Taking off the radio drama hat for a second, this morning I was writing an article for my company’s Internet Marketing Blog on Building Community for your Blog (yeah, it’s the job that actually pays). A couple of interesting things crossed my mind while writing on this subject and especially about building up liberal linking habits.
The importance of linking to other authors first hit me while working on the supporting materials for Day of the Dead.? One of my essays — the New Orleans one, I think — received a whole slew of red ink from my instructors after they read probably three to four pages of scholarship with limited citations.
Having spent five years in university, you’d think I’d have taken care of this poor habit (in my defense, it was a draft), but the tricky part with this essay is that I was writing from common knowledge. Or, at least what I thought was common knowledge (based on chatting with any number of locals in French Quarter dive bars for the past couple years).
While most of what I wrote turned out to be close to true, it was still important to be able to validate my assertions beyond just “I told you so.” This probably induces a “Well duh” from you, but the point is that linking to other websites is the equivalent technique in Internet terms. Besides providing evidence that you’ve read about the subject (or at least spent a few minutes Googling it), links make it easier for people to sniff out your trail and follow it to distant reaches of the Internet.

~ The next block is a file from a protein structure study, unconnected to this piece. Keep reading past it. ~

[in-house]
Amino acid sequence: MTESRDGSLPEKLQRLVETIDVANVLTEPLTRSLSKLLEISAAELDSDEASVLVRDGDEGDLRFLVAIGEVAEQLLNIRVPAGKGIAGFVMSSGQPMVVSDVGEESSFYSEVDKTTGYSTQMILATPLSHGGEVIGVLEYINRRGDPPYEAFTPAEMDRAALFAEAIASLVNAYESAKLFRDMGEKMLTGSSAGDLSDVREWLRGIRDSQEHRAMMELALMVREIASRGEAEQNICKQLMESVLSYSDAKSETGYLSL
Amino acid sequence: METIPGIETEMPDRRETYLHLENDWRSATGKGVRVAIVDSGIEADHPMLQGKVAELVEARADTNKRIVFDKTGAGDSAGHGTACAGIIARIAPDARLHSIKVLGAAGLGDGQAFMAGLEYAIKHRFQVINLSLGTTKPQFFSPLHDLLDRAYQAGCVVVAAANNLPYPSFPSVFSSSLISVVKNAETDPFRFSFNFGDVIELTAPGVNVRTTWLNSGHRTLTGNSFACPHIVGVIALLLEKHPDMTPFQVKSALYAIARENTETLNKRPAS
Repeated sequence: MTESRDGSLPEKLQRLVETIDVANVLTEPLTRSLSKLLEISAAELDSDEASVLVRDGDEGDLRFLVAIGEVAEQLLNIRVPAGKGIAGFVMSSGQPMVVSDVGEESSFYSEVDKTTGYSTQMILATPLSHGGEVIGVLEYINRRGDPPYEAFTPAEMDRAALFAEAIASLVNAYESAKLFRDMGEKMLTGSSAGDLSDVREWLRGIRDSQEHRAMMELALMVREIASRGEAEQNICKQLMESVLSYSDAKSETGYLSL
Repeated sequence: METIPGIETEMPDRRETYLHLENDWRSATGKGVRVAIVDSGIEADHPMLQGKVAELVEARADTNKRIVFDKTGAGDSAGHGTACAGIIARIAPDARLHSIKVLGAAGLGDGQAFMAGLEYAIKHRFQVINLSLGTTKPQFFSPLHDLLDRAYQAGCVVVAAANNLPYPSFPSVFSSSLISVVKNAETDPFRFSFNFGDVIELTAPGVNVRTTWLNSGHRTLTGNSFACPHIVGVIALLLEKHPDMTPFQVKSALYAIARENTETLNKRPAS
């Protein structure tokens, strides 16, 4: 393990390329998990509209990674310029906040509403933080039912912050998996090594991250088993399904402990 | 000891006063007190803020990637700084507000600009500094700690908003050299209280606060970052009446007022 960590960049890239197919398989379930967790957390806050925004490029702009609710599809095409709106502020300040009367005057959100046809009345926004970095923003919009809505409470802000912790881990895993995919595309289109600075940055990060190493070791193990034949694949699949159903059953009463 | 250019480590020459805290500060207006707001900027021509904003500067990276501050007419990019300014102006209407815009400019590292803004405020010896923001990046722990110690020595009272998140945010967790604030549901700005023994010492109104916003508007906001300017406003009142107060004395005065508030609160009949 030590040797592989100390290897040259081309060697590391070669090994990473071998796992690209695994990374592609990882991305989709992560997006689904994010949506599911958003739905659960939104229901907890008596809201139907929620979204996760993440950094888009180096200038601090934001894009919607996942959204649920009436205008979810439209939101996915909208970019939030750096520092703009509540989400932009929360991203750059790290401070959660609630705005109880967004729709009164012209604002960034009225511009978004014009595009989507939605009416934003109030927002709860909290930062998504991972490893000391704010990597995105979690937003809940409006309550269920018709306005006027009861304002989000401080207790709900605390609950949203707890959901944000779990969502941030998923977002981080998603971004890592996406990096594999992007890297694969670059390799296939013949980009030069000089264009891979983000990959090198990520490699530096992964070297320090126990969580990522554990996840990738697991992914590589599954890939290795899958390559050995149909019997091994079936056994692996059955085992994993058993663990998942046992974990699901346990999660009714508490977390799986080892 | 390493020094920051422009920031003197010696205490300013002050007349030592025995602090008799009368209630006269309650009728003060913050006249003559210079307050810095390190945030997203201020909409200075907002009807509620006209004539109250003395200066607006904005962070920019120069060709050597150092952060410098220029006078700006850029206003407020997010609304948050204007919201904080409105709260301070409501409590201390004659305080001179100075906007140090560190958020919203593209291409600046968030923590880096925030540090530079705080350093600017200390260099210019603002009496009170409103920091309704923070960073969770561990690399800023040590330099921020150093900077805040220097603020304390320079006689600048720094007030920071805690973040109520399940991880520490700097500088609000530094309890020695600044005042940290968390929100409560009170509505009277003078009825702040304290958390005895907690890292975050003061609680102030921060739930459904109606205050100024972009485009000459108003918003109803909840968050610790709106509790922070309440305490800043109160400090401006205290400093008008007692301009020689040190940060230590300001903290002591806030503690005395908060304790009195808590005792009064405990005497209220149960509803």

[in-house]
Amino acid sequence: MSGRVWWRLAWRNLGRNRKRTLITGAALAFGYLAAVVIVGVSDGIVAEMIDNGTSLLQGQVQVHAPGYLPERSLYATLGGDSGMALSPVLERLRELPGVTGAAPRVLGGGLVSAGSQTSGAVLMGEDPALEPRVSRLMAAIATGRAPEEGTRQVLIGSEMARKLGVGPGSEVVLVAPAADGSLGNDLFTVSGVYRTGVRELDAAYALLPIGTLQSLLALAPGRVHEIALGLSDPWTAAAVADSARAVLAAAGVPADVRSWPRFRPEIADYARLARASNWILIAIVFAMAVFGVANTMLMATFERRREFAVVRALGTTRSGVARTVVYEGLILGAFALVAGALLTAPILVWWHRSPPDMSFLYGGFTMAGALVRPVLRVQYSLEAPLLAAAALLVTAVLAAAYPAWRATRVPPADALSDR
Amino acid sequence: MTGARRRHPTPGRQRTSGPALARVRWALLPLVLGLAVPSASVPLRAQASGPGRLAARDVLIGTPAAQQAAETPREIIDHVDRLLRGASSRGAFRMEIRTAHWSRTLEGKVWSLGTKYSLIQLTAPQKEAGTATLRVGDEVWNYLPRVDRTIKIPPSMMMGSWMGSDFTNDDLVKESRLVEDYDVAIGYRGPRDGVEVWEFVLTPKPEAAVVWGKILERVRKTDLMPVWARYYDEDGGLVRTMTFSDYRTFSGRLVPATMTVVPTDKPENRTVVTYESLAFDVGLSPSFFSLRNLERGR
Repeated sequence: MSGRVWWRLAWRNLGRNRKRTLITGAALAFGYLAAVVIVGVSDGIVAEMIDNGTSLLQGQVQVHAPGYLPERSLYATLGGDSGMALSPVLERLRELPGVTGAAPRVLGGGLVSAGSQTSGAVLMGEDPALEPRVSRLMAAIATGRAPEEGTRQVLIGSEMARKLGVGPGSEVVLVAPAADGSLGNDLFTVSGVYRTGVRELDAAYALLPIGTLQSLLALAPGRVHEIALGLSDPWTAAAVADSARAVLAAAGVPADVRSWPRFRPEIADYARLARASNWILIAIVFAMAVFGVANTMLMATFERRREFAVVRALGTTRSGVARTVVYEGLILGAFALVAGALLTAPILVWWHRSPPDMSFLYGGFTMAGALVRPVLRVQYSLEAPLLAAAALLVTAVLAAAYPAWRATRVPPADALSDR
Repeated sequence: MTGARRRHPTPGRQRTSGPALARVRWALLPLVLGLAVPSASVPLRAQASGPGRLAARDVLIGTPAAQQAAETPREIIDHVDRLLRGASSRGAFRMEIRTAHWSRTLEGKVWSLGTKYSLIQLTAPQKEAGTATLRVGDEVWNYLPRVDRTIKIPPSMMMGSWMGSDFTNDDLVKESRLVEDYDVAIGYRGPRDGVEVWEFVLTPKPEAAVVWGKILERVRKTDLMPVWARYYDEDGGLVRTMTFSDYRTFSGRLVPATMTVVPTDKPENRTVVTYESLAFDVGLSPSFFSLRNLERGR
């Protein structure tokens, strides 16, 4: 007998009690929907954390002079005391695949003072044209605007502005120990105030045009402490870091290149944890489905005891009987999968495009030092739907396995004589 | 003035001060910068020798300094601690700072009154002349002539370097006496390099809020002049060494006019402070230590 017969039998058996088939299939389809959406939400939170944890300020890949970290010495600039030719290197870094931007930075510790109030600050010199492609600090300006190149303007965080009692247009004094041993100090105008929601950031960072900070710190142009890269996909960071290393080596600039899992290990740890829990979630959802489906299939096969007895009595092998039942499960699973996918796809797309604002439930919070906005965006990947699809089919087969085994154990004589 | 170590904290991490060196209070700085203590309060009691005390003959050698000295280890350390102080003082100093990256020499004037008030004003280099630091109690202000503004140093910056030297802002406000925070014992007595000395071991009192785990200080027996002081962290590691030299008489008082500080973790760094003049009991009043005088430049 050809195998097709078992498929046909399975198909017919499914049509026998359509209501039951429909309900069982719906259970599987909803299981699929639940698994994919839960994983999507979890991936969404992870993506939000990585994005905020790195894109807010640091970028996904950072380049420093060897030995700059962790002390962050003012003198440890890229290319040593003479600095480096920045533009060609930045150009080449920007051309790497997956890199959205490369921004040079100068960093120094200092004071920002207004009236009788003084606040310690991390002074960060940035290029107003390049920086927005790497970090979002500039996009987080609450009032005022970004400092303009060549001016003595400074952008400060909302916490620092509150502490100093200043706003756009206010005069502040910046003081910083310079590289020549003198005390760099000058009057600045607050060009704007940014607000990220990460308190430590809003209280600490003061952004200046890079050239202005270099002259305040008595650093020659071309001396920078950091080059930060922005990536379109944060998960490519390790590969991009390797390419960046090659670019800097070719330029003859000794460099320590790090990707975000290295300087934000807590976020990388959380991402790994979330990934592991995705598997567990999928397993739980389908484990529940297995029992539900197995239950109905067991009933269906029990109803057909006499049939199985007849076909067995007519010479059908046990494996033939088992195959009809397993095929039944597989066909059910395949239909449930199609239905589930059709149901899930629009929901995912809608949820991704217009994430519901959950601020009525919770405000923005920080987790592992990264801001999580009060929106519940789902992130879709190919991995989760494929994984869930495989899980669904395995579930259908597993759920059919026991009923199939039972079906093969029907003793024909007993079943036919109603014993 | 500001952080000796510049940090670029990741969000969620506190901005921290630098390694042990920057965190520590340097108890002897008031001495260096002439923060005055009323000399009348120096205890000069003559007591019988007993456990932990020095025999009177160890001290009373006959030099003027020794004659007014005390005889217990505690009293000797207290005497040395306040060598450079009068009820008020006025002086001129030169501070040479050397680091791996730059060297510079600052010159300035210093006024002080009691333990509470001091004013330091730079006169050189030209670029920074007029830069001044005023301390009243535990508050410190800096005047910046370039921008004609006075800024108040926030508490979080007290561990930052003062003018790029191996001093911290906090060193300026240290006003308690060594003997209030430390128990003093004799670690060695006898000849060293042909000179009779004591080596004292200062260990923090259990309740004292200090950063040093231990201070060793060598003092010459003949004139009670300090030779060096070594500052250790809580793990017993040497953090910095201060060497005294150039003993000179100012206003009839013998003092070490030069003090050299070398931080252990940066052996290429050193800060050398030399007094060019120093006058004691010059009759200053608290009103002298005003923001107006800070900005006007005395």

And since a lot of these radio drama sites aren’t terribly, er, optimized for maximum search engine performance, linking is ever so much more important for us to keep interested listeners tuned in to the great diversity of producers that are actually out there.
So, inasmuch as I can, I hope to link here to all of the dramatists whose work I find inspiring, and words I find insightful.